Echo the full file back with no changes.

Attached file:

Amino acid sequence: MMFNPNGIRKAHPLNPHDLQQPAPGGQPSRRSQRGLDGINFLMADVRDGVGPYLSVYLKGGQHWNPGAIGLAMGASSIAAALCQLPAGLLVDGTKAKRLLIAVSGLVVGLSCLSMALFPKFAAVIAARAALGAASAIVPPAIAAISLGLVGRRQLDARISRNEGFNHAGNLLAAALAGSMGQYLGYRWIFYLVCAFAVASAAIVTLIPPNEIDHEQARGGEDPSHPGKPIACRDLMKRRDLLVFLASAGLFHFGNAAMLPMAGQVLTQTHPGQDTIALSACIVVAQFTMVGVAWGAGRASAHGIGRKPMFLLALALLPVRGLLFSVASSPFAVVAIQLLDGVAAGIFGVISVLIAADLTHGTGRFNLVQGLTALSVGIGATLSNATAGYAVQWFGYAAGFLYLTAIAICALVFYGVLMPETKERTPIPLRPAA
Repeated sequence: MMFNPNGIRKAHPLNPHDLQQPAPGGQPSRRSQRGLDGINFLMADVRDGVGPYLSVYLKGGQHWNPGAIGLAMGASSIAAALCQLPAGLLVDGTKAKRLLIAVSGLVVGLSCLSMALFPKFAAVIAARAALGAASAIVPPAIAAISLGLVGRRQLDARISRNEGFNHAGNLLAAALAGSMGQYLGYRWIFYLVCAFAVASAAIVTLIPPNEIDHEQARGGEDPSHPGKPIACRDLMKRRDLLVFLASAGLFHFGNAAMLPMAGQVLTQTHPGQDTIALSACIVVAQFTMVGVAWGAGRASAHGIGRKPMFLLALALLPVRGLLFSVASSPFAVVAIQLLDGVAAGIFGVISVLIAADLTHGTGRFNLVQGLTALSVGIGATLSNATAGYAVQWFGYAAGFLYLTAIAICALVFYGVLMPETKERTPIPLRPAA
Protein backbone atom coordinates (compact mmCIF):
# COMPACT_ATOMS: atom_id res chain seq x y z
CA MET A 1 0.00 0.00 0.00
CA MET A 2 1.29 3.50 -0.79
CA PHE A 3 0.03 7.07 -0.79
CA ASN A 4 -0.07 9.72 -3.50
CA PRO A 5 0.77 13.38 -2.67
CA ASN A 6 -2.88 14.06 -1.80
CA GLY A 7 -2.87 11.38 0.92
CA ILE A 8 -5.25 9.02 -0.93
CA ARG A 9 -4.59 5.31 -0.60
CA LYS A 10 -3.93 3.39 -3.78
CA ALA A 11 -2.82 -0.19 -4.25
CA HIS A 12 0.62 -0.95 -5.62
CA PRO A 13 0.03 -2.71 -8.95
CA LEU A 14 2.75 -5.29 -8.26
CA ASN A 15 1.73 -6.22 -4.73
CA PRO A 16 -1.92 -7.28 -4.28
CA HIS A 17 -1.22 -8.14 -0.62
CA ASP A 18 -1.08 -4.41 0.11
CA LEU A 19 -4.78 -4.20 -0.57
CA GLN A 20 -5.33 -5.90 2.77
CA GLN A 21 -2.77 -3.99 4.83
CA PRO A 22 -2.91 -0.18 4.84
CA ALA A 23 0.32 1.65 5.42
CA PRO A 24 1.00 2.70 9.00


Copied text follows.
Amino acid sequence: MMFNPNGIRKAHPLNPHDLQQPAPGGQPSRRSQRGLDGINFLMADVRDGVGPYLSVYLKGGQHWNPGAIGLAMGASSIAAALCQLPAGLLVDGTKAKRLLIAVSGLVVGLSCLSMALFPKFAAVIAARAALGAASAIVPPAIAAISLGLVGRRQLDARISRNEGFNHAGNLLAAALAGSMGQYLGYRWIFYLVCAFAVASAAIVTLIPPNEIDHEQARGGEDPSHPGKPIACRDLMKRRDLLVFLASAGLFHFGNAAMLPMAGQVLTQTHPGQDTIALSACIVVAQFTMVGVAWGAGRASAHGIGRKPMFLLALALLPVRGLLFSVASSPFAVVAIQLLDGVAAGIFGVISVLIAADLTHGTGRFNLVQGLTALSVGIGATLSNATAGYAVQWFGYAAGFLYLTAIAICALVFYGVLMPETKERTPIPLRPAA
Repeated sequence: MMFNPNGIRKAHPLNPHDLQQPAPGGQPSRRSQRGLDGINFLMADVRDGVGPYLSVYLKGGQHWNPGAIGLAMGASSIAAALCQLPAGLLVDGTKAKRLLIAVSGLVVGLSCLSMALFPKFAAVIAARAALGAASAIVPPAIAAISLGLVGRRQLDARISRNEGFNHAGNLLAAALAGSMGQYLGYRWIFYLVCAFAVASAAIVTLIPPNEIDHEQARGGEDPSHPGKPIACRDLMKRRDLLVFLASAGLFHFGNAAMLPMAGQVLTQTHPGQDTIALSACIVVAQFTMVGVAWGAGRASAHGIGRKPMFLLALALLPVRGLLFSVASSPFAVVAIQLLDGVAAGIFGVISVLIAADLTHGTGRFNLVQGLTALSVGIGATLSNATAGYAVQWFGYAAGFLYLTAIAICALVFYGVLMPETKERTPIPLRPAA
Protein backbone atom coordinates (compact mmCIF):
# COMPACT_ATOMS: atom_id res chain seq x y z
CA MET A 1 0.00 0.00 0.00
CA MET A 2 1.29 3.50 -0.79
CA PHE A 3 0.03 7.07 -0.79
CA ASN A 4 -0.07 9.72 -3.50
CA PRO A 5 0.77 13.38 -2.67
CA ASN A 6 -2.88 14.06 -1.80
CA GLY A 7 -2.87 11.38 0.92
CA ILE A 8 -5.25 9.02 -0.93
CA ARG A 9 -4.59 5.31 -0.60
CA LYS A 10 -3.93 3.39 -3.78
CA ALA A 11 -2.82 -0.19 -4.25
CA HIS A 12 0.62 -0.95 -5.62
CA PRO A 13 0.03 -2.71 -8.95
CA LEU A 14 2.75 -5.29 -8.26
CA ASN A 15 1.73 -6.22 -4.73
CA PRO A 16 -1.92 -7.28 -4.28
CA HIS A 17 -1.22 -8.14 -0.62
CA ASP A 18 -1.08 -4.41 0.11
CA LEU A 19 -4.78 -4.20 -0.57
CA GLN A 20 -5.33 -5.90 2.77
CA GLN A 21 -2.77 -3.99 4.83
CA PRO A 22 -2.91 -0.18 4.84
CA ALA A 23 0.32 1.65 5.42
CA PRO A 24 1.00 2.70 9.00